Spin up DC Motor without Delay

The following code works just fine but I want to add blinking LEDs as well and the Delay() function associated with spinning up the motor will throw off the timing. Anyone know how to slowly spin up/down a DC motor that doesn’t use Delay()? I plan to also implement spin down/up when the direction changes, but I don’t want that to affect the blinking LEDs (which I’ve yet to add)

const int enablePin  = 3;         // Same RPM for both motors, so only need 1 PWM pin to connect
                                  // to both enable pins on SN754410

const int switchPin1 = 2; 
const int motor1Pin2 = 4; 
const int motor1Pin1 = 5; 

const int switchPin2 = 7; 
const int motor2Pin2 = 8; 
const int motor2Pin1 = 12; 

const int potPin = 0;             // trim pot middle wiper arm connected to A0
const int startRPM = 40;
const int minRPM = 50;            // The min mapped value depends on your motor and the voltage applied; you want
                                  // this to be the slowest observed speed (no stall) for your selected motor
const int motorDelay = 15;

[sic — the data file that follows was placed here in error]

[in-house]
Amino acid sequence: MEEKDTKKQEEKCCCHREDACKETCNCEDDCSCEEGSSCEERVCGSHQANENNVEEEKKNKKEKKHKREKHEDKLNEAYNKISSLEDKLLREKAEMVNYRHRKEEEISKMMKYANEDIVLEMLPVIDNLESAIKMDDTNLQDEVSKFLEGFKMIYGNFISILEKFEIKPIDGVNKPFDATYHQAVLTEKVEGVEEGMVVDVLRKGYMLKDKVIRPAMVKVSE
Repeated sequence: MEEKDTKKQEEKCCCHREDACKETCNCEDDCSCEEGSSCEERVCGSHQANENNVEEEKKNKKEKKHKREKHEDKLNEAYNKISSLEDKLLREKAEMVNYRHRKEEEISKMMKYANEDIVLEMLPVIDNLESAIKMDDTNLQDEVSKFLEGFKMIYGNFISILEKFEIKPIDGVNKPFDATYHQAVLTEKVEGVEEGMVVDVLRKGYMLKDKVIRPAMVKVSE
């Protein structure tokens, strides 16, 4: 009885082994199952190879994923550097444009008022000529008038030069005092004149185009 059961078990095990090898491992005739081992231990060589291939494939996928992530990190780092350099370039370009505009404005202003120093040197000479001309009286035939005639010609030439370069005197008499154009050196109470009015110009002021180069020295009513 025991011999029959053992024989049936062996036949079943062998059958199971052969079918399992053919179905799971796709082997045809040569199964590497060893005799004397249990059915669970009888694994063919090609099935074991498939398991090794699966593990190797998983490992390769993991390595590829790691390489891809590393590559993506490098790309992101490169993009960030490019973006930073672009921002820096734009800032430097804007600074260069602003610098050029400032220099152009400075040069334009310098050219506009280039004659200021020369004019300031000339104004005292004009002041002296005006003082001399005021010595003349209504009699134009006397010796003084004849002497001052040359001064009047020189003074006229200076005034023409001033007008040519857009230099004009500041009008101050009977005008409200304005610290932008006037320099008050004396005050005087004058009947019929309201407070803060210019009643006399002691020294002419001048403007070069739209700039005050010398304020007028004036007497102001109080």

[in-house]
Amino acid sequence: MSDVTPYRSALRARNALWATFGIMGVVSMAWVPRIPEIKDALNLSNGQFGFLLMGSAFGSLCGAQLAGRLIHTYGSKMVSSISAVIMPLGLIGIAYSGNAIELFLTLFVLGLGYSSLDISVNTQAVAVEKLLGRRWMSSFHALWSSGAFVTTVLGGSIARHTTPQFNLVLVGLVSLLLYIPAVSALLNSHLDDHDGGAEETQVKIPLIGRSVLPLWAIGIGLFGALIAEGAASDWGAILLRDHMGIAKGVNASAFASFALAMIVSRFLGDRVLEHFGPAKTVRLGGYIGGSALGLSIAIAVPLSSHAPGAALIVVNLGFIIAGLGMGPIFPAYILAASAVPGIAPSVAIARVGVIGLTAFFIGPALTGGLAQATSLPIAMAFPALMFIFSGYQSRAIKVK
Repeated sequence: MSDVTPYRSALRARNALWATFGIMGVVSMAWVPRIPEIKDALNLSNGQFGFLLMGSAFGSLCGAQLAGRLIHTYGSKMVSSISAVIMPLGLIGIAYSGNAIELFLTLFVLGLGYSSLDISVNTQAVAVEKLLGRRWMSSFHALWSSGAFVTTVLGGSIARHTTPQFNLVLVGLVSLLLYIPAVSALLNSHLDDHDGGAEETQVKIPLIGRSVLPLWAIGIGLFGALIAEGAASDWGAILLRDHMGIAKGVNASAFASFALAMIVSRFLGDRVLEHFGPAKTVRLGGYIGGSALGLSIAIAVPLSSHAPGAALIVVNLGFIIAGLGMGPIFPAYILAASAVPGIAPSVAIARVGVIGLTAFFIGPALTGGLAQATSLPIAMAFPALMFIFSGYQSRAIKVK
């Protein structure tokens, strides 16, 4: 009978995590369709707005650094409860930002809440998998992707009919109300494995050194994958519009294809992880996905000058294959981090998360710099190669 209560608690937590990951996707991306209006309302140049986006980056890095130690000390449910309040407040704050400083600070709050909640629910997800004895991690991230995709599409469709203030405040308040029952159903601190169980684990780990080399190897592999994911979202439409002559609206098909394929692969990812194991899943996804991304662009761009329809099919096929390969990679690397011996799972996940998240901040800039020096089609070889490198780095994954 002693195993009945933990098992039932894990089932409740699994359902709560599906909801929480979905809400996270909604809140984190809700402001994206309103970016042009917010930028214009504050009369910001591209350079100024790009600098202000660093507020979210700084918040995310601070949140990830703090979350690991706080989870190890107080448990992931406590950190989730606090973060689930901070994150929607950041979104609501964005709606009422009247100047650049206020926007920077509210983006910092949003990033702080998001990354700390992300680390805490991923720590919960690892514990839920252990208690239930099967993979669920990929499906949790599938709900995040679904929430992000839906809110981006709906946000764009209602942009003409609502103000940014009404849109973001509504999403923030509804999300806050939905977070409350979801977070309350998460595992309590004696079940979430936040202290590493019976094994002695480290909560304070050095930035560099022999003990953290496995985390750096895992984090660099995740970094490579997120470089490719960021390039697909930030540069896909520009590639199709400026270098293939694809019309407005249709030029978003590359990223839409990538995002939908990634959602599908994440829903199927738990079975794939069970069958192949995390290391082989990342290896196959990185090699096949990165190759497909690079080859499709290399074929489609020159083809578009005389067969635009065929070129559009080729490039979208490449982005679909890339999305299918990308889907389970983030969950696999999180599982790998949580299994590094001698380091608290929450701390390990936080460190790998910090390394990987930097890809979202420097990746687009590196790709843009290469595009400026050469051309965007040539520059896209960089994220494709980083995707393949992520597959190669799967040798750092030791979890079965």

int RPM = 0;

int setRPM(int readPotValue = 0); // Set up function for optional parameter




void setup()  
{ 
#if defined(DEVMODE)
    Serial.begin(9600);
    Serial.println("DEVMODE ON");
#endif
 
  pinMode(switchPin1, INPUT_PULLUP);
  pinMode(switchPin2, INPUT_PULLUP);
  
  pinMode(enablePin, OUTPUT);
  pinMode(motor1Pin1, OUTPUT);
  pinMode(motor1Pin2, OUTPUT);
  pinMode(motor2Pin1, OUTPUT);
  pinMode(motor2Pin2, OUTPUT);


  // What about using LEDFader? Should work here as it's just a PWM signal

  // switchPin1 SPDT switch determines starboard side motor direction
  if (digitalRead(switchPin1) == HIGH) 
  {
    digitalWrite(motor1Pin2, HIGH); 
    digitalWrite(motor1Pin1, LOW); 
  }
  else 
  {
    digitalWrite(motor1Pin1, HIGH); 
    digitalWrite(motor1Pin2, LOW); 
  }